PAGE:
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Campout in the Sahara

Morocco's dunes offer a travel experience like no other.

Dead ahead: 3,000 miles of desert.
Dead ahead: 3,000 miles of desert.
Dawn on the Sahara.

Hassi Labied (population: 2,000) is one of the places you go in Morocco if you want to sleep in the Sahara. It's about 30 miles from the Algerian border; and its dunes (Erg Cheggi) are said to be 20,000 years old. Worn down from mountains, their bases are high, enabling some to reach almost 500 feet in height.

Hassi Labied

Fifty years ago, only the “black desert” (a flat black basalt wasteland reminiscent of the world's biggest parking lot) butted up against the dunes. But sometime around the mid-1960s, the region experienced a drought so terrible that about 60 Berber families decided they could no longer pursue their lives as nomads. They settled here.

The families survived, farming small irrigated plots. But locals say just 15 years ago life was primitive. They believe what turned things around was Hillary Clinton’s decision to visit the dunes with Chelsea around 2000. In anticipation of their arrival, the Moroccan government spiffed up the place, grading the roadbed and installing a telecommunications link.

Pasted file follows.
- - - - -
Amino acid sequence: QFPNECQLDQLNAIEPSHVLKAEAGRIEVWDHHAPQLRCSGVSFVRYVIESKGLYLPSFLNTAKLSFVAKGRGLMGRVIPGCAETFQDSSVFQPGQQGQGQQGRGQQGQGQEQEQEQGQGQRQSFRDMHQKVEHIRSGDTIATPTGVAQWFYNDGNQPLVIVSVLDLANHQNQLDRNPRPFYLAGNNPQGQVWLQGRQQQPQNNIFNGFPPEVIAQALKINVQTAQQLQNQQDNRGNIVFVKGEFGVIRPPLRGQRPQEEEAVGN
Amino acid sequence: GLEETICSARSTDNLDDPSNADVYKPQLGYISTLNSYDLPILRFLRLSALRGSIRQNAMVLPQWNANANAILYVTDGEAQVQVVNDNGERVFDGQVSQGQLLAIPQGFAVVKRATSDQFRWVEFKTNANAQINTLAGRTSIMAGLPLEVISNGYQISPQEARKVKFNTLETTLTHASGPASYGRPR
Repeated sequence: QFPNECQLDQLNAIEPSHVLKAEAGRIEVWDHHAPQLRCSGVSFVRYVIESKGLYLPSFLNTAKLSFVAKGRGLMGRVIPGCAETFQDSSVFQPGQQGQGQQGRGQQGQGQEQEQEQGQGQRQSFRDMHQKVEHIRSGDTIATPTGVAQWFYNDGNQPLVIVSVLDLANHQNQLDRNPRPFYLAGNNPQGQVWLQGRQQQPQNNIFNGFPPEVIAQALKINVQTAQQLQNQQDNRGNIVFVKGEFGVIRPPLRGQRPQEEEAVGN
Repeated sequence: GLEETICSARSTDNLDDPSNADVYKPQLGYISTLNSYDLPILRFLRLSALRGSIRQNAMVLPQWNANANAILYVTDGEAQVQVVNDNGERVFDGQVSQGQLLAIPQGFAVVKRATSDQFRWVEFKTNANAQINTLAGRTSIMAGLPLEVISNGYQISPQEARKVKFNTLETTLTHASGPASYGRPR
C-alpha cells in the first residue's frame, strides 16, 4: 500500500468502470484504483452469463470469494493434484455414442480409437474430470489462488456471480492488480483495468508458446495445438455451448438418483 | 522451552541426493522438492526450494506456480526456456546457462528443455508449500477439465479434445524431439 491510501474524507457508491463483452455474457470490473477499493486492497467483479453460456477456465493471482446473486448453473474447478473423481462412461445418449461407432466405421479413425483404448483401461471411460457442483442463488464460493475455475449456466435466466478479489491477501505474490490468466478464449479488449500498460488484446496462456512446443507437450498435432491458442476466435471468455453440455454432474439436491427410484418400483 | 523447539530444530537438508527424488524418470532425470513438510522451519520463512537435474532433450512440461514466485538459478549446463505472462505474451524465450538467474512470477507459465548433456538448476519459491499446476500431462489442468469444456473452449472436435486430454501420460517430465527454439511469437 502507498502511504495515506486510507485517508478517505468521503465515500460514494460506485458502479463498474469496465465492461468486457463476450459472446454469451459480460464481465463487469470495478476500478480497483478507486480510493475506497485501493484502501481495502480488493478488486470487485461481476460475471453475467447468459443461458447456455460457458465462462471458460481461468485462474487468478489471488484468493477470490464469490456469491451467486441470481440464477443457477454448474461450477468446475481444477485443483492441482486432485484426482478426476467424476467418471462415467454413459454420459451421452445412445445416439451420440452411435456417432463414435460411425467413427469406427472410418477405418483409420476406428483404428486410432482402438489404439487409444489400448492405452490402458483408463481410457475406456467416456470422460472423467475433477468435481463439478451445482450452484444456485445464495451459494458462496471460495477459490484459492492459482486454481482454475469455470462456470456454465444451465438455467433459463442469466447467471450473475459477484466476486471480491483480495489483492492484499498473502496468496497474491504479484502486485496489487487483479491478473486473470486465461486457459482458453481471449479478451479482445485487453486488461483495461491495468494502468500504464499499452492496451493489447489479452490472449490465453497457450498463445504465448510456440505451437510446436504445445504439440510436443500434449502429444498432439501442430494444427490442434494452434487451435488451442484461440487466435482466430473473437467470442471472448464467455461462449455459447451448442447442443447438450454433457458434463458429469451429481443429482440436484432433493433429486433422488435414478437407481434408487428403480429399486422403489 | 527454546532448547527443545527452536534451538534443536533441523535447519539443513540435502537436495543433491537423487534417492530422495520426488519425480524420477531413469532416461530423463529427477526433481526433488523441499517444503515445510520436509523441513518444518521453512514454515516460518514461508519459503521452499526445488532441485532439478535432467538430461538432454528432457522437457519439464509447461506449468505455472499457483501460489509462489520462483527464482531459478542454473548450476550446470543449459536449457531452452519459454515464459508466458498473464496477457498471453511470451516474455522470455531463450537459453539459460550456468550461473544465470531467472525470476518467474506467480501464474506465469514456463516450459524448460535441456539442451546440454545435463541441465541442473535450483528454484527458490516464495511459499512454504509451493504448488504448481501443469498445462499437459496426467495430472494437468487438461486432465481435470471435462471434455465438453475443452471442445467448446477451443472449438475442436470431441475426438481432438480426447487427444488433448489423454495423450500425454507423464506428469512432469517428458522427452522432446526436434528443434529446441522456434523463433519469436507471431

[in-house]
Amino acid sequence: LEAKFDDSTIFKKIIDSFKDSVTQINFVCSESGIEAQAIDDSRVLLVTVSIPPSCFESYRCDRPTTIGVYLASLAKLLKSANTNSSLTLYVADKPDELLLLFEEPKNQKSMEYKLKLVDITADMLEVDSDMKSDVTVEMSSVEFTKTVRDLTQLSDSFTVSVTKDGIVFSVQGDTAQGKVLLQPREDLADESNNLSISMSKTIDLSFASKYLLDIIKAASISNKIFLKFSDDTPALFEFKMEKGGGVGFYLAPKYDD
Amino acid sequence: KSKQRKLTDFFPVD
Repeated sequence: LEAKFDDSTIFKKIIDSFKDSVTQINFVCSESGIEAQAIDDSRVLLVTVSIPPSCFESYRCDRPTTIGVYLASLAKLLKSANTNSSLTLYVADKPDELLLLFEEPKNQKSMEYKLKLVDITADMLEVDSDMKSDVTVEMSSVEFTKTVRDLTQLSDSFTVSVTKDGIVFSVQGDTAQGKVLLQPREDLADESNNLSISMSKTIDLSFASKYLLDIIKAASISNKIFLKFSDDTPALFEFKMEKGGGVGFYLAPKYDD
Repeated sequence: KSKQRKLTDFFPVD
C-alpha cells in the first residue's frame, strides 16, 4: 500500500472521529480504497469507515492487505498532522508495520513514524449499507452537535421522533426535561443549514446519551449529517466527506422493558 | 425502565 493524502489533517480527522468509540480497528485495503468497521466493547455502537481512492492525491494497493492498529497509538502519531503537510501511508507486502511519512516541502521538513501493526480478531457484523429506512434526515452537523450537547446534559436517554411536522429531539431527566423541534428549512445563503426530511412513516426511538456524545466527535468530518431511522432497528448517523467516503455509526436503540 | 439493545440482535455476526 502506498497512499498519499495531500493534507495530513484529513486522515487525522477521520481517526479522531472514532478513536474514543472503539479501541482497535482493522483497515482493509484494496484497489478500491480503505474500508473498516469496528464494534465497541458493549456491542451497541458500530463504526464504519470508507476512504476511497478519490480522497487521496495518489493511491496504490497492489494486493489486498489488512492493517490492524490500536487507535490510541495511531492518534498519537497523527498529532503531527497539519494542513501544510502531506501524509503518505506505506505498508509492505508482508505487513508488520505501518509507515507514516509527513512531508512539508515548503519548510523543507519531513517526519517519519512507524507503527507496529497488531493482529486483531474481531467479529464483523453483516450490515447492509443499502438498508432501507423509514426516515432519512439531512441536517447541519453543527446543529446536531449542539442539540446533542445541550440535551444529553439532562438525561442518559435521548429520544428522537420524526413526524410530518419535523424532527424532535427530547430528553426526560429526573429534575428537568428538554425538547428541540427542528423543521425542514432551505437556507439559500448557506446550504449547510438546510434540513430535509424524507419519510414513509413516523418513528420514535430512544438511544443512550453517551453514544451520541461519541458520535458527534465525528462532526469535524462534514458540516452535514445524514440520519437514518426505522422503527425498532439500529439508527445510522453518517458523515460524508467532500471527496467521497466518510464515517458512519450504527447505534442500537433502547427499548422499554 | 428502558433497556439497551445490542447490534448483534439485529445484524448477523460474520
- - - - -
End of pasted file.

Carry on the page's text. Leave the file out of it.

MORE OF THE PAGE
Although the Clinton women buzzed in and out in just a day, the paved road that runs from the ancient Mahgreb capital of Rissani today brings increasing numbers of other visitors bound for the guesthouses that the locals, in growing numbers, have opened.

It took us about 30 minutes to drive from Rissani in our rented car. Hassi Labied itself is still sketchy (dirt roads, no signs). But the Seggaoui family’s Maison Guesthouse Merzouga ($69 a night) justified the online praise that led me to it. Built of mud mixed with straw, its workmanship looked expert. Each of several huge salons had 20-foot ceilings and WiFi. Huge rugs decorated the walls. L'Hassan, the second-oldest brother and most ebullient of a charismatic family, led us to a terrace with a great view of the dunes, and over mint tea regaled us with stories as we watched the setting sun paint the desert deeper and richer shades.

Pleasant as that was, what had drawn us to this remote place was the chance to ride camels out into the desert for a camp-out.

Into Erg Cheggi

Late the next afternoon, we drove to a staging area where our camel driver, Omar, helped us and four traveling companions (a family from Brooklyn) onto the piles of blankets that comprise the bulk of camel saddles in this part of the world. Then we set off.

There's nothing like transportation with some personality.

I like the calm that camels exude and how superbly they're adapted to the desert. I love their huge eyes and lashes and the way their mouths often curve into something resembling a smile. I enjoyed the gentle back and forth motion as we departed the village. But then the animals’ pace quickened, and the ride began to feel more like being on a rocking horse on crack.

To keep from falling off, I gripped the metal bar at the front of my “saddle.” After less than an hour, my hands were cramping from the effort, and my lower back was informing me it would make its displeasure known later.